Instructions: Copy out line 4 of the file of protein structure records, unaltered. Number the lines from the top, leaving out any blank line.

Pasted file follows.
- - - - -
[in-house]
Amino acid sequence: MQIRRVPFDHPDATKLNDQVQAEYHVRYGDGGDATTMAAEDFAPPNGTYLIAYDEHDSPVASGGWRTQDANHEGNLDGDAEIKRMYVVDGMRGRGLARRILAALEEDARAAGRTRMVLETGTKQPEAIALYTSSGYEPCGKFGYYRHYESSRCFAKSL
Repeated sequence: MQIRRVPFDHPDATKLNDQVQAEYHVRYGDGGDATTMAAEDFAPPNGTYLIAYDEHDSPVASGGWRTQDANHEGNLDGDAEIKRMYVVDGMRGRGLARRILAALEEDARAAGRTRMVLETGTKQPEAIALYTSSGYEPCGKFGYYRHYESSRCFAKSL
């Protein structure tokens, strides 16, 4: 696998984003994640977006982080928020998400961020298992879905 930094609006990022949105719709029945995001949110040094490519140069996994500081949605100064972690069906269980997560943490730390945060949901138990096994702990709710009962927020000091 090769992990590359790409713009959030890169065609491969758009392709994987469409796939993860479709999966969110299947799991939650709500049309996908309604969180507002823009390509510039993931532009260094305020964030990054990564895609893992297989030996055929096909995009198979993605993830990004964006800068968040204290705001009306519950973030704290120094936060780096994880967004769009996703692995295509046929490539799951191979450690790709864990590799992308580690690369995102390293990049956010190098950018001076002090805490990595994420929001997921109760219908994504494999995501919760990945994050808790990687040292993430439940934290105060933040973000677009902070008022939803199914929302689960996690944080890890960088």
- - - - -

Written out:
């Protein structure tokens, strides 16, 4: 696998984003994640977006982080928020998400961020298992879905 930094609006990022949105719709029945995001949110040094490519140069996994500081949605100064972690069906269980997560943490730390945060949901138990096994702990709710009962927020000091 090769992990590359790409713009959030890169065609491969758009392709994987469409796939993860479709999966969110299947799991939650709500049309996908309604969180507002823009390509510039993931532009260094305020964030990054990564895609893992297989030996055929096909995009198979993605993830990004964006800068968040204290705001009306519950973030704290120094936060780096994880967004769009996703692995295509046929490539799951191979450690790709864990590799992308580690690369995102390293990049956010190098950018001076002090805490990595994420929001997921109760219908994504494999995501919760990945994050808790990687040292993430439940934290105060933040973000677009902070008022939803199914929302689960996690944080890890960088």